Boeing’s Perfect Washington: South Carolina Labor Standards and Puget Sound Aero-Expertise

Boeing’s machinists Union overwhelmingly (67%) rejected the 777X proposal which would have discontinued pension contributions and replaced them with 401(k) retirement plans, and allowed for raises of only 1% every other year until 2024.  Boeing has since mentioned a few other locations for production of the 777X: Huntsville, AL; Long Beach, CA; and Salt Lake City, UT.  Washington State has estimated that Boeing’s 777X production “would deliver $21.3 billion in economic benefits and support more than 56,000 direct and indirect jobs over 16 years.”  The ball is now in Boeing’s court and some are calling their bluff.  Washington’s “excellent port, skilled aerospace workforce and longtime experience in building sophisticated aircraft” makes the Seattle area a prime destination for Boeing to continue its work.  Professor and labor expert Jake Rosenfeld of UW said “What the company clearly wants is South Carolina labor standards with the expert skills that Washington State Boeing workers possess.”  Meanwhile, “hundreds of thousands of retired union workers are facing pension cuts that could slash their monthly payments in half.”  There are more than 10 million Americans currently working or retired from industries like trucking, construction, retail, mining and manufacturing that depend on their multiemployer pension plan.  Pension Benefit Guaranty Corporation, a pension insurance company, says that “up to 10% of the roughly 1500 multiemployer pension plans will run out of money in the coming decades” due to an aging workforce.  Single-employer pension plans are insured up to $59,320 a year; multiemployer pension plans are guaranteed up to $12,870 a year.

Help Me Silicon Valley Nerds, You’re My Only Hope: The CIA, Retail Spies and Fatca(t) Expats

Apparently the NSA isn’t the only agency secretly collecting databases of information on US citizens: the CIA is keeping track of “international money transfers handled by companies like Western Union.”  While the data does not include domestic transfers or bank-to-bank transactions and American identities are withheld (supposedly?).  Many are raising eyebrows at the level of data collection going on in the US, as “even lawmakers on the [Congressional] Intelligence Committees have indicated they are not sure they understand the entire landscape of what the government is doing in terms of bulk collection.”  And then there is this headline: Silicon Valley Nerds Seek Revenge on NSA Spies With Coding.  This reflects one of the best ironies out there in my opinion: while Google, Facebook, Yahoo and Amazon all ravenously collect consumer information for ad targeting, Silicon Valley nerds are still considered the superheroes and the US government is the arch-villain.  Also, there is one industry out in the open about its surveillance and data collection: Retail.  As online retailers like Amazon increase their own data collection of shoppers’ activity for ad targeting, the “brick and mortar” retailers are catching up with heat sensors, meters, video and GPS tracking systems.  Surprisingly enough, consumers seem to be responding pretty amicably.  According to a European retail consultancy firm, 90% of consumers they approach opt-in for marketing and mobile loyalty schemes in exchange for participating in the new tracking technologies.    Meanwhile, more Americans are ditching their passports and their tax bills.  So far this year, 2,369 Americans have jumped ship for other countries, which is already 33% more than 2011, the previous record year for expatriation.  There are only two countries in the world that tax citizens regardless of where they live: The United States and (drumroll please) Eritrea.  A new rule known as “Fatca” (c’mon guys, just deleting the last letter of the word doesn’t make it any less obvious) is “prompting smaller and mid-sized foreign banks in countries where Americans live and work to dump their American clients.”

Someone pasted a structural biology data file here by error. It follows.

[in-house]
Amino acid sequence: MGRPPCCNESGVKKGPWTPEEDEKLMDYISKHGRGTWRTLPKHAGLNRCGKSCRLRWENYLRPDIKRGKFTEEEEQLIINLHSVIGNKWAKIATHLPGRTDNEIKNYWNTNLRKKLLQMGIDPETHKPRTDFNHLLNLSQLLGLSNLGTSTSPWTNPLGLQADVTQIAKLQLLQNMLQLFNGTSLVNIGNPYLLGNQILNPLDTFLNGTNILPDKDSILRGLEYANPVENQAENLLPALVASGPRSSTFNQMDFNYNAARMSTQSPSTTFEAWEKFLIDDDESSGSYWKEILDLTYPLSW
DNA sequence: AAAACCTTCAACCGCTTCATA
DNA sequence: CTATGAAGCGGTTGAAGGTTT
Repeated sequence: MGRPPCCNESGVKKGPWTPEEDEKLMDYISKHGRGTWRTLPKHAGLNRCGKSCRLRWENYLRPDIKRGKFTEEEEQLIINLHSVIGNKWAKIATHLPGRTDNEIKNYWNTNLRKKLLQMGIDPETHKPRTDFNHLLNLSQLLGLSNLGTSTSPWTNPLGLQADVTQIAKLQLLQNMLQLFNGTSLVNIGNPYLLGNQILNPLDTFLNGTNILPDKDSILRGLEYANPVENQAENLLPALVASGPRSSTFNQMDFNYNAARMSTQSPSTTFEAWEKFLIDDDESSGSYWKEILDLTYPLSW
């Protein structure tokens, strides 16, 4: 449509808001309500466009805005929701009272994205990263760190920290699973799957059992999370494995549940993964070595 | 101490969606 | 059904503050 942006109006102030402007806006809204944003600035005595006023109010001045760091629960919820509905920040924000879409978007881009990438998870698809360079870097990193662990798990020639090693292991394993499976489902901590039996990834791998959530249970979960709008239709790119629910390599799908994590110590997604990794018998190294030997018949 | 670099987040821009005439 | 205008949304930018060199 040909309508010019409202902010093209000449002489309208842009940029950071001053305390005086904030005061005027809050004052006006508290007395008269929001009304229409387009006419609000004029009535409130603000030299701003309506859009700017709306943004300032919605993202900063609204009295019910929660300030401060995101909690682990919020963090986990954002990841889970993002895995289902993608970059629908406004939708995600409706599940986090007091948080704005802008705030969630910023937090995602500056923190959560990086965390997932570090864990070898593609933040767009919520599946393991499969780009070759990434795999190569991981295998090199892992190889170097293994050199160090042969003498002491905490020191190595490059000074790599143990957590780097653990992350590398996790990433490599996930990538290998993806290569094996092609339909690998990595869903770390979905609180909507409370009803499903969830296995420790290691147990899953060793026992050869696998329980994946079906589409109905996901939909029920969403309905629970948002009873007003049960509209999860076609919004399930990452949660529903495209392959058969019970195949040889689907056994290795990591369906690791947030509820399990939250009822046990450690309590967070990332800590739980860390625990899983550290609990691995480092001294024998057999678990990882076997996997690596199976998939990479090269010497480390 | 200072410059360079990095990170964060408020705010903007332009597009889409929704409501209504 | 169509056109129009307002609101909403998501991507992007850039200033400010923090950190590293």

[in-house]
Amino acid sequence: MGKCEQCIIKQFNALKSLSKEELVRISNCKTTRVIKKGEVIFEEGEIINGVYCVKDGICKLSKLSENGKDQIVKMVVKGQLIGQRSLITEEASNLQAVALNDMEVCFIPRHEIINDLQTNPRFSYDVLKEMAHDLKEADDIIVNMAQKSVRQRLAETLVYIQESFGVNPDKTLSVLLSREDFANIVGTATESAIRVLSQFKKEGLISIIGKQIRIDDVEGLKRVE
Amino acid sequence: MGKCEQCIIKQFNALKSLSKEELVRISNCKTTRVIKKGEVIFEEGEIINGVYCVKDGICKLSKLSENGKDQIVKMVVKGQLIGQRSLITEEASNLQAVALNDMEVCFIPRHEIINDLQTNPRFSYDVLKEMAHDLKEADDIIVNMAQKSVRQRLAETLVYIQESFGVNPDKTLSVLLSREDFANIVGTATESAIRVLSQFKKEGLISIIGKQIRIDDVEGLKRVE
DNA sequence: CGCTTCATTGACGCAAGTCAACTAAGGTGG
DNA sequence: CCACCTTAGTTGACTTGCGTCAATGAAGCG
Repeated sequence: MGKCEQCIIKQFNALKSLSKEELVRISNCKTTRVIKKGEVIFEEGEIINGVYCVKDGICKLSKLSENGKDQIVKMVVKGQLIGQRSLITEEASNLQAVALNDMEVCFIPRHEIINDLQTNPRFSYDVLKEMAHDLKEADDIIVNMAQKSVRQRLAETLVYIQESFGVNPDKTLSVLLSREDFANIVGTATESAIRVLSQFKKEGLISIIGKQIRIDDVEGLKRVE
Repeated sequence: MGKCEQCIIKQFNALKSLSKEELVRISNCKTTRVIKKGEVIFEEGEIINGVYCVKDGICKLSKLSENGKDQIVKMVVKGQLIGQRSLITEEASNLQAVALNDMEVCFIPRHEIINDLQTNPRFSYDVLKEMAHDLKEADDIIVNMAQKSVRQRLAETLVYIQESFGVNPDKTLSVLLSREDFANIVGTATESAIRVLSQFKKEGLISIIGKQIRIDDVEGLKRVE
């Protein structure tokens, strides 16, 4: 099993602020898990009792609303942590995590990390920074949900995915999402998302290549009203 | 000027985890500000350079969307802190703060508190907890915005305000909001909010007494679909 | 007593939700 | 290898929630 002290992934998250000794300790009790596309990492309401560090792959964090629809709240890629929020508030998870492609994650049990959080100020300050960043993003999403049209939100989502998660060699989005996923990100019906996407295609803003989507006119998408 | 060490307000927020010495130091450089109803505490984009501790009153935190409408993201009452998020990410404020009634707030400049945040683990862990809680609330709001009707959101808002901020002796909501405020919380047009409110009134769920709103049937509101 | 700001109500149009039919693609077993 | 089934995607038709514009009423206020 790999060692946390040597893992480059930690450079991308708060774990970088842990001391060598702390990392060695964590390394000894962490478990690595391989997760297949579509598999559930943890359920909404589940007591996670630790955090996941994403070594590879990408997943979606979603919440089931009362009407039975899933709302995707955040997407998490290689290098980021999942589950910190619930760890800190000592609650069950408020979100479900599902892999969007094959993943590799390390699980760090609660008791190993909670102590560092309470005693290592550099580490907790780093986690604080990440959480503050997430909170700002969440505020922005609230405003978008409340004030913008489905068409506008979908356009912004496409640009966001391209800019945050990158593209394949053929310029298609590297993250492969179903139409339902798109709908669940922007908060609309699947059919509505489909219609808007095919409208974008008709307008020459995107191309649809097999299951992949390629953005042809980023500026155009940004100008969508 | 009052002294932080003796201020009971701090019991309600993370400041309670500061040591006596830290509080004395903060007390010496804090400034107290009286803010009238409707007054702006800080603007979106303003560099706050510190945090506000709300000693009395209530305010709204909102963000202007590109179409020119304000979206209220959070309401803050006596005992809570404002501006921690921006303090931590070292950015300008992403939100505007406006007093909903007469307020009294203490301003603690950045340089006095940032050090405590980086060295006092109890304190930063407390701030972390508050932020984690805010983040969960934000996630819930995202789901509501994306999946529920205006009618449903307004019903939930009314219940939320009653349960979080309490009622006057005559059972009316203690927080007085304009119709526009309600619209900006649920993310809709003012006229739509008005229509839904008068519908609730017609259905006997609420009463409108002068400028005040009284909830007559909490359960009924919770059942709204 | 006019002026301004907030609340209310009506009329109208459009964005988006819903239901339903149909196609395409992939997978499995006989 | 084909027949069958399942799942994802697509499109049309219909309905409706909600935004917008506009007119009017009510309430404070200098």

China: “One-Child” To Go Away?

A blueprint for the future of China was released through state media this morning; includes easing out of the “one-child” policy and abolishing “re-education through labor” prison camps, as well as “moving to market-based pricing, liberalizing resources and financial markets and allowing more equal competition between private and state enterprises.”  The details of exactly how these policies come about are expected to be fleshed out by government departments later.  In the meantime, here’s a breakdown of what Xinhua is reporting from the blueprint.

Banking: Credit Ratings Drop for US Banks, EU Banking Union is Getting the DC Treatment

JPMorgan Chase, Goldman Sachs, Morgan Stanley and BNY Mellon all saw their credit ratings drop by one notch this morning, “reflecting a belief that the institutions would not receive the same level of government support in another financial meltdown.”  Meanwhile, EU legislators appear to be catching the “do-nothing-and-complain-loudly” bug from Washington, DC as the EU banking union deadline approaches.

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